Dr. Ivan Misner is the Founder and Chief Visionary Officer of BNI, the world’s largest business networking organization. Founded in 1985, the organization now has over 9,000 chapters throughout every populated continent of the world. Last year alone, BNI generated 11.2 million referrals resulting in $14.2 billion dollars worth of business for its members.
Called the “Father of Modern Networking” by CNN and one of the “Top Networking Experts” by Forbes, Dr. Misner is considered to be one of the world’s leading experts on business networking, and has been a keynote speaker for major corporations and associations throughout the world.
Dr. Misner is a New York Times bestselling author, who has written 24 books, including his latest book – Who’s in Your Room?
Let’s talk about the new book, Who’s in Your Room?
Ivan Misner: Here is the concept of the room. Imagine that you lived your life in one room. That one room only has one door. That one door is in an enter-only door. So, when people come into your life or room, they are there forever. You can never get them out. Luckily, this is a metaphor, but if it were true, the question I ask people is, ‘If it were true, would you be more selective about the people you let into your life?’ Virtually everyone has said, ‘Yeah, I would have been a lot more selective.’
So, our question in the book is, ‘Then, why aren’t we more selective?’ I would argue that it is more than a metaphor. Think, for a moment, about someone who was in your room but you got them out. They were toxic, difficult, they had a lot of drama, whatever the reasons are. If they are still in your head, they are still in your room.
And do you draw from psychology?
We interviewed Dr. Daniel Amen for the book, he did the PBS specials on Neuroscience and Psychology. He said, the experiences you have with people put their fingerprints all over your brain. Those experiences, good or bad, stay with you for life. So, you may think you’ve gotten someone out of your life, but if you can still remember those experiences then, generally speaking, your anxiety goes up, and you can think about those negative experiences, they are still in your head. If they are still in your head, they are still in your room.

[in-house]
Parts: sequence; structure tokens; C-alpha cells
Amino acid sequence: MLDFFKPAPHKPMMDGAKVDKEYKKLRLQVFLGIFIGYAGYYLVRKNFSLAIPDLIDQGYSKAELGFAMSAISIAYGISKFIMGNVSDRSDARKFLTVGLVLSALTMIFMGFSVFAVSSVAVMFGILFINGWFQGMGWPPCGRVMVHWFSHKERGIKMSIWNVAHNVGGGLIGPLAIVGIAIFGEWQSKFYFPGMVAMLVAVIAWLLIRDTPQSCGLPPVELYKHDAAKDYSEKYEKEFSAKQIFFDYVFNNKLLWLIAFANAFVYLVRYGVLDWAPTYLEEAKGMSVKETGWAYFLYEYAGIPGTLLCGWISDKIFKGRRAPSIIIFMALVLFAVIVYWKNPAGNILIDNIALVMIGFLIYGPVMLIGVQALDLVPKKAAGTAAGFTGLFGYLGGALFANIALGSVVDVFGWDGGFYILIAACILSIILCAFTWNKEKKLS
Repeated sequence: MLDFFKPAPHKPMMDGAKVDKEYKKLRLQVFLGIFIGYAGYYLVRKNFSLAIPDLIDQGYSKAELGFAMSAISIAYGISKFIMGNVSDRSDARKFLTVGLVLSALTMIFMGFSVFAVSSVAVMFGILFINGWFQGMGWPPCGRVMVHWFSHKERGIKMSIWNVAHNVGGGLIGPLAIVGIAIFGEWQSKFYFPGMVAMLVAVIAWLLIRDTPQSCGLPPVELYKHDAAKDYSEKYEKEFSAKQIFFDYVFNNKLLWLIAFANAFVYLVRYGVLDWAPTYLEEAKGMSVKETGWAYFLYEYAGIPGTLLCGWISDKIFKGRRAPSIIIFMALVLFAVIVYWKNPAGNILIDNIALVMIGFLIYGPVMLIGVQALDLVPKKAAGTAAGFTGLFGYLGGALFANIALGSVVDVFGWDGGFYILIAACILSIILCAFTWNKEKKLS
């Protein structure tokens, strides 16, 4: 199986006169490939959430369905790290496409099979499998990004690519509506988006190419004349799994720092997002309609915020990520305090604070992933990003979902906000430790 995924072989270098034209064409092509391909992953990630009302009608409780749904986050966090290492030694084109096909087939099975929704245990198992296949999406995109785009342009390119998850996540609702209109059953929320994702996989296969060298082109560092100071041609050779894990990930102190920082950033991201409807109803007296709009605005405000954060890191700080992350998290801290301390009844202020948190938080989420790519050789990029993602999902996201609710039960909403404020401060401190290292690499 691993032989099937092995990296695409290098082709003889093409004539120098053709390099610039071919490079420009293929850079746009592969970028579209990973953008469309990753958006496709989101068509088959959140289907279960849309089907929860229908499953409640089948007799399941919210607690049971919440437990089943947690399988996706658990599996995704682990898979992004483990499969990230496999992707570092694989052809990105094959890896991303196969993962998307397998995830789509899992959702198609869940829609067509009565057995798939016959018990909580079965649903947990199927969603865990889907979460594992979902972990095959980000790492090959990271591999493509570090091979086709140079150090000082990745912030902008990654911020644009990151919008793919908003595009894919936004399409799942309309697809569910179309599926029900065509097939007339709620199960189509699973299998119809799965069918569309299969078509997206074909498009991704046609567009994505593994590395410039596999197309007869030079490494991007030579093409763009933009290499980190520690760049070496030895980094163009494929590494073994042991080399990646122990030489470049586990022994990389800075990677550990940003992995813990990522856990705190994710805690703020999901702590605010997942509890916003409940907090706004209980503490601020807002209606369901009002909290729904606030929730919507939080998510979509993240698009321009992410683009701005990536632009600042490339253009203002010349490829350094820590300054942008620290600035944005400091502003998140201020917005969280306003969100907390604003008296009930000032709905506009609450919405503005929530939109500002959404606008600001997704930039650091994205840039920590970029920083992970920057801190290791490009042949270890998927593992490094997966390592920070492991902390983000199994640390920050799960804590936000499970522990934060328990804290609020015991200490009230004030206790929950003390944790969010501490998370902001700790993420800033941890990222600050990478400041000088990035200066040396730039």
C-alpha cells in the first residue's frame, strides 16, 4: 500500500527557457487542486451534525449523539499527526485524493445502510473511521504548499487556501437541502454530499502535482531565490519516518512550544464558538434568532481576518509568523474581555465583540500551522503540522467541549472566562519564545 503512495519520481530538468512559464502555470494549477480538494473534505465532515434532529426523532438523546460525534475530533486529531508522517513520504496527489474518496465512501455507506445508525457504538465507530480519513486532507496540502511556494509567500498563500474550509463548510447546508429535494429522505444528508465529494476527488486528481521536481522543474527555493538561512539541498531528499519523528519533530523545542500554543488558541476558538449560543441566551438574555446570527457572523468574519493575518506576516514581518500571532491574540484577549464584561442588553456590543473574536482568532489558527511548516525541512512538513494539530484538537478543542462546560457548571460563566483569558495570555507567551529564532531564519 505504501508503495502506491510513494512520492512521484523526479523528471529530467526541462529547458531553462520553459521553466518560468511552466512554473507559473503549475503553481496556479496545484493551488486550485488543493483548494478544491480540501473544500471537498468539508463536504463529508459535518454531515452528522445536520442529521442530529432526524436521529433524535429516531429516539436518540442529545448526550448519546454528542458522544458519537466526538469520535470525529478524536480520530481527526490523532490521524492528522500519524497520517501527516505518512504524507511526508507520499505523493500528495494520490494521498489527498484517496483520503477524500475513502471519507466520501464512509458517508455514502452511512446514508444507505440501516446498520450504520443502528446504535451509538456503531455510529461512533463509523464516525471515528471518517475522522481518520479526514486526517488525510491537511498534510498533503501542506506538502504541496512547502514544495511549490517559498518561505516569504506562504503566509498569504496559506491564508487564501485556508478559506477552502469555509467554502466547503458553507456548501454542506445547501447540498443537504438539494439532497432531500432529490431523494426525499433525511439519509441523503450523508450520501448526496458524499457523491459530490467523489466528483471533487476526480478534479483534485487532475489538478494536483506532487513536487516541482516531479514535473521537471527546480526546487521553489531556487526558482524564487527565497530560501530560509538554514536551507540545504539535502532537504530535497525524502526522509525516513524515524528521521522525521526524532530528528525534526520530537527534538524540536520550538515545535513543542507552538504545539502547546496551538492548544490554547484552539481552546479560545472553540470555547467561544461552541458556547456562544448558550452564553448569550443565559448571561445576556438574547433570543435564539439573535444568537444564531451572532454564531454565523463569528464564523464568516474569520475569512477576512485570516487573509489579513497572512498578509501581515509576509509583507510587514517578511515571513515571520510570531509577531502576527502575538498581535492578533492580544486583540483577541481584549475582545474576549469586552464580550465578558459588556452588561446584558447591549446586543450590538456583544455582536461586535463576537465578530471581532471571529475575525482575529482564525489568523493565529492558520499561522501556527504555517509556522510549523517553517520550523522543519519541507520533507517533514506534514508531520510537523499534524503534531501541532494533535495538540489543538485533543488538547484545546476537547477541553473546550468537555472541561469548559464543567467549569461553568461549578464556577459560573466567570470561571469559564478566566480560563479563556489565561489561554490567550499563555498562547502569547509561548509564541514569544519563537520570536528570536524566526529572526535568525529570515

So, what we explain in the book is about how to be more selective about getting the right people into your room, or your head.
It sounds like the idea not to allow toxicity from people?
Ivan Misner: That’s absolutely right. So, someone may be in your room – in your life – but their baggage doesn’t have to be. For example, your family members, you have no choice. The whole ‘doorman’ concept doesn’t apply, because they were already in your life. So, they may be in your room, but their baggage doesn’t have to be. You can communicate with people in a way that says, ‘This behavior is not okay.’ If they want to stay in your life, they can’t continue to have that behavior.
Tell me more about developing that ‘doorman’?
Ivan Misner: You have to train your doorman on what to look for. It’s your conscious and subconscious mind that screens people from coming into your room. What you train them on is your values.
If you don’t know your values, you don’t know who to accept, or not accept in your life. This is important. The people you accept in your life don’t have to have values that are the same as yours. They do not have to be the same. Diversity is good. But they can’t be dissonant. If they are completely opposite of yours, you are not going to have a good relationship. You have to have values that are resonant. Once you get good with your values and can say, ‘These are my top values,’ then you can train your doorman on who you allow into your life.
Here is a technique to start thinking about what your values are. It is called ‘deal breakers’. You start with the deal breakers in your life… things that absolutely you positively cannot tolerate in a relationship.
What should one do with – or how one should react to – negative people?
Ivan Misner: We have something, ‘benign neglect’. You just gradually neglect the relationship. We all have people in our lives form maybe high school or college or neighbors who, over a period of time, we have just not stayed in connection with them, and the relationship has dissipated over time. It happened by accident. We like them, they were in our room, we had no problem with them, but because there was this benign neglect the relationship just dissipated. Imagine doing that with a plan… We do that through ‘homeopathic doses’ – which is the minimum dose necessary to deal with something.
I find assertiveness training is needed for a lot of people, because they either don’t know how, or they fear the result.
Ivan Misner: But, my sense is that if you just remain calm and professional and say, ‘That’s not okay with me. These are the ground rules of having a relationship with me, and if you are not okay with that, that’s fine. You don’t have a relationship with me. If you are okay with that, you are welcome.’